The potential for developing young ICT talent in Australia is rapidly gaining momentum under the SAP Young ICT Explorers competition, which has grown since its inception six years ago.
What began as a single event in Brisbane featuring 10 schools and 70 students has grown to seven events across six states and the ACT. It features students from year three to twelve competing in five categories.
Digital Careers national program director and founder of the initiative, Dr Karsten Schulz, told ARN the idea spawned from an examination of the existing Australian primary and secondary curriculums and its shortcomings.
“In 2008 we saw what was happening in classrooms around the country, students were being taught word processing and Office tools, and that is important for digital literacy, but it is not what we think the country needs in order to secure future prosperity,” he said.
“Ultimately, we wanted to get the kids into the making part of ICT. The problem with that is many kids use ICT, they use Facebook, YouTube and Instagram, so they consume a lot of content and spend a lot of time in front of their smart devices. However, we wanted to turn this around and get kids into the making mood.”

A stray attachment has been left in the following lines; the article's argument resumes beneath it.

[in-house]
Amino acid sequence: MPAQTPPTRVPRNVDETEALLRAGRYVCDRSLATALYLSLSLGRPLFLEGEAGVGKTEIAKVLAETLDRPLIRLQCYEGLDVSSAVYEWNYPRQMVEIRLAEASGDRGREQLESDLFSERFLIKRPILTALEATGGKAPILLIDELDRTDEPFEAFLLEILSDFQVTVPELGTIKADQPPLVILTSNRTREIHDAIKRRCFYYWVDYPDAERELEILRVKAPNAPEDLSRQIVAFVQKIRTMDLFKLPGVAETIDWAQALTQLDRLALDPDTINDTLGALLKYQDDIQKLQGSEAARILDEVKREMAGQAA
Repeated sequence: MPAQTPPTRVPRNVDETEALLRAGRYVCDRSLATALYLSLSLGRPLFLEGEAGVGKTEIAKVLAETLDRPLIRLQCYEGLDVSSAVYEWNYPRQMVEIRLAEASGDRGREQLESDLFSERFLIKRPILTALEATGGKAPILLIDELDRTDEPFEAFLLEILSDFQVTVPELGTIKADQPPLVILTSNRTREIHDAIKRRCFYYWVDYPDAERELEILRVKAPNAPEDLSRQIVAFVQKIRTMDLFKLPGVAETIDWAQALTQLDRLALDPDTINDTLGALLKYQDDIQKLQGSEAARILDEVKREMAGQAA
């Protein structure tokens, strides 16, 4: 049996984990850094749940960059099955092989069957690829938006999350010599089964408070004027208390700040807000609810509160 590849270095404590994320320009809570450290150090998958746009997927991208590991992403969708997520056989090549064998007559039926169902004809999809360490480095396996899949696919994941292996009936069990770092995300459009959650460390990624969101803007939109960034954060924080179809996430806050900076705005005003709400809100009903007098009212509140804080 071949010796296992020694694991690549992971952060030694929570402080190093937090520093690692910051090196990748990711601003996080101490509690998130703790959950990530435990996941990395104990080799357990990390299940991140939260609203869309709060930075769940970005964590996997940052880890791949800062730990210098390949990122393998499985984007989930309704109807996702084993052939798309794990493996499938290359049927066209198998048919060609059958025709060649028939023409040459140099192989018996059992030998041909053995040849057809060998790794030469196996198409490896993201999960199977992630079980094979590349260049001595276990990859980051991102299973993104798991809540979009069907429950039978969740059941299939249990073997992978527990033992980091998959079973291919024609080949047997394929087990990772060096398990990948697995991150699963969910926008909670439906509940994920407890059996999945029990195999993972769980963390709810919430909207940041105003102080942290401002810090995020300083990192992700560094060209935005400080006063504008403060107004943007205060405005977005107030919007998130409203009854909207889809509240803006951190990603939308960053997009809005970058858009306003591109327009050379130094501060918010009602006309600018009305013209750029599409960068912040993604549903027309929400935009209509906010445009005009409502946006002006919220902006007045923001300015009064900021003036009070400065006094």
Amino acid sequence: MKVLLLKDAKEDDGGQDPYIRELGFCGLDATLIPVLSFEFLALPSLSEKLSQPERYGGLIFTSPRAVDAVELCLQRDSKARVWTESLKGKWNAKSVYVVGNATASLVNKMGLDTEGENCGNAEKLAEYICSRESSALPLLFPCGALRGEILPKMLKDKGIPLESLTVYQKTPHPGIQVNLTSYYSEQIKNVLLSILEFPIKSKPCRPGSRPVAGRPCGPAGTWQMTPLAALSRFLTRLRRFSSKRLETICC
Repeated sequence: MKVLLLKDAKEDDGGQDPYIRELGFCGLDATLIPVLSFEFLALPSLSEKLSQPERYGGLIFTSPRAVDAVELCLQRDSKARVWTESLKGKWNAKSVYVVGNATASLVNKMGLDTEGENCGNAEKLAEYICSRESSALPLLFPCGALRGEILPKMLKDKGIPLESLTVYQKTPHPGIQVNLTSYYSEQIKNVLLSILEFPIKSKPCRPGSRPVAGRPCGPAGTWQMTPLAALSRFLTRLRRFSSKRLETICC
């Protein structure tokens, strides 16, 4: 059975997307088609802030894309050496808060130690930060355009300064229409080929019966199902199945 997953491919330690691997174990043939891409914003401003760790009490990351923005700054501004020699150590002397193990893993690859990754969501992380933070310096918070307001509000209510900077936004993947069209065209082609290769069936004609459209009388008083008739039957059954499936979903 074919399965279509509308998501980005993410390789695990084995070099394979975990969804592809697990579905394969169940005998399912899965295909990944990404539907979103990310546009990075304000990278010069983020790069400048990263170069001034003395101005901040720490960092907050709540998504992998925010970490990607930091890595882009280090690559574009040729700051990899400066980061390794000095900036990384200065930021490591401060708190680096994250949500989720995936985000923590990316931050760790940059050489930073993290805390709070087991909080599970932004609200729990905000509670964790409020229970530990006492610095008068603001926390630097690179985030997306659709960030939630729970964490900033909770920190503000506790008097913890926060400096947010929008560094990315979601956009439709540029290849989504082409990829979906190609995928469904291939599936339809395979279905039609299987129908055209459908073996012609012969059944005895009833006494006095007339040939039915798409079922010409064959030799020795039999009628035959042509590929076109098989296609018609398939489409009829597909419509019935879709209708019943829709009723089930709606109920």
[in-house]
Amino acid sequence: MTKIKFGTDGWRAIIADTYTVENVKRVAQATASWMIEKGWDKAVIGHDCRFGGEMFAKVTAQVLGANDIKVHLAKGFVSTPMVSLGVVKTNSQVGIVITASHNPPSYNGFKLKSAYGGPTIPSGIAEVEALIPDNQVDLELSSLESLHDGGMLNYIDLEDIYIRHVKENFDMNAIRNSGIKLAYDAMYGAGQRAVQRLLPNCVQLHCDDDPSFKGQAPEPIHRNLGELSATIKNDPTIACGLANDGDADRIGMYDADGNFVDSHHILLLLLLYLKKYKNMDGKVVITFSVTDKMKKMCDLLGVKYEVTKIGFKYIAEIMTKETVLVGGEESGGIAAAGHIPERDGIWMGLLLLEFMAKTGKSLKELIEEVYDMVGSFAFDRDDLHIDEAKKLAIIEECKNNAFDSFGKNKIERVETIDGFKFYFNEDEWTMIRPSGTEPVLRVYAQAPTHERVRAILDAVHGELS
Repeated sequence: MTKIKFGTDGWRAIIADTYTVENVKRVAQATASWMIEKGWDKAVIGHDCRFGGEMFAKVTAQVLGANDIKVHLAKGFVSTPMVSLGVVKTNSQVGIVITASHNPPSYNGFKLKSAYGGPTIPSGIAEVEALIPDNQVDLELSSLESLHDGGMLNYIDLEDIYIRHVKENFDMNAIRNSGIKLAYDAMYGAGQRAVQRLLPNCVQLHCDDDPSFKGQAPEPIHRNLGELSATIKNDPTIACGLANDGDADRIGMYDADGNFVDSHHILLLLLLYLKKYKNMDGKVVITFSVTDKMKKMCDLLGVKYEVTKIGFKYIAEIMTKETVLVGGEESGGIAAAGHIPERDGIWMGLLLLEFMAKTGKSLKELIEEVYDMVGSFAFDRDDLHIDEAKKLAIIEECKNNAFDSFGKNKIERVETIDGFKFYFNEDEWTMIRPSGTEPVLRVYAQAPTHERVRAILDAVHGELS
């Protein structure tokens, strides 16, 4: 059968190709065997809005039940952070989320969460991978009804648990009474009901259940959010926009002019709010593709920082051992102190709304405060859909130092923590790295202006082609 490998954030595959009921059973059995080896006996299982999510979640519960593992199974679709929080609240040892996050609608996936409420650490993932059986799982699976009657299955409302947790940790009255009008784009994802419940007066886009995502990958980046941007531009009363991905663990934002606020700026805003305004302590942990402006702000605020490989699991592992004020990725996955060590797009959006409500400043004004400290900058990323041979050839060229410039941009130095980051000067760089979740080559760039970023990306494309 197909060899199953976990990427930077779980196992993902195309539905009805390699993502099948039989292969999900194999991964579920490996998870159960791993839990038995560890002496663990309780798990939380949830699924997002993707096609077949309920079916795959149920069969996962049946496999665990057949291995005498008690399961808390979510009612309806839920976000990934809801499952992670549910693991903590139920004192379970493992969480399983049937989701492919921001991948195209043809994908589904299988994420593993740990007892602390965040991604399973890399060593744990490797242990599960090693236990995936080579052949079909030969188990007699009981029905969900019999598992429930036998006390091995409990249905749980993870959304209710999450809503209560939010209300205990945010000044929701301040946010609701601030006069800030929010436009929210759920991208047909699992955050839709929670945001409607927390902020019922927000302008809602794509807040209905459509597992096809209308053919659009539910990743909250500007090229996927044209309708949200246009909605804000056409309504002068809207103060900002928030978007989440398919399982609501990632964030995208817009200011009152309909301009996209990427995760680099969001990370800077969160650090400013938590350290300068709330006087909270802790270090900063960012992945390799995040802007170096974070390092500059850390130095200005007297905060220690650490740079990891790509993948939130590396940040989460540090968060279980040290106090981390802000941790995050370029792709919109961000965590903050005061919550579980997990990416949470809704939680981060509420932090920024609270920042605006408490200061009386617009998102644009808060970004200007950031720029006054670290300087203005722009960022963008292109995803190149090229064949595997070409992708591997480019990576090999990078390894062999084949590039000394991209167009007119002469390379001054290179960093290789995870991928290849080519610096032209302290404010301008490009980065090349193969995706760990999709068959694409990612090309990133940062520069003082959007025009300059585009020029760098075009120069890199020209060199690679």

Schulz said that there are no restrictions on the entries because the idea was to allow students to be limited only by their own creativity.
“There are a number of activation points where we have to catch these kids at, and keep them involved and engaged. Young ICT Explorers is one of those programs where students work for weeks and months on their creations and are absolute owners of their projects,” he said.
The initiative has been backed by SAP from the start when Dr Schulz was working at the software provider as head of its research division in the Asia Pacific region.
From the vendor’s point of view, the initiative is more than an just exercise in altruism or good public relations.
“By doing it, we benefit ourselves, our industry and our customer’s industries,” SAP vice president and general manager of global partner operations, Greg Miller, said.
“I feel privileged that the company has backed us in investment, people, time and resources because clearly there is a need.”
Governments at federal and state level have not as yet pledged any direct support support for the program, but have funneled support through the National Information and Communications Technology Association (NICTA) that Digital Careers is part of.
Both Schulz and Miller have called for direct involvement from government in the program but they are not waiting. Plans are already in place to expand in 2016.
“Once we establish ourselves in every major city, the next phase will be to move to more regional locations,” Miller said.
“If I get my way with the resourcing I need, we want to get going in Darwin and Adelaide and probably Auckland. Those will be priorities as well as expanding into regional towns.”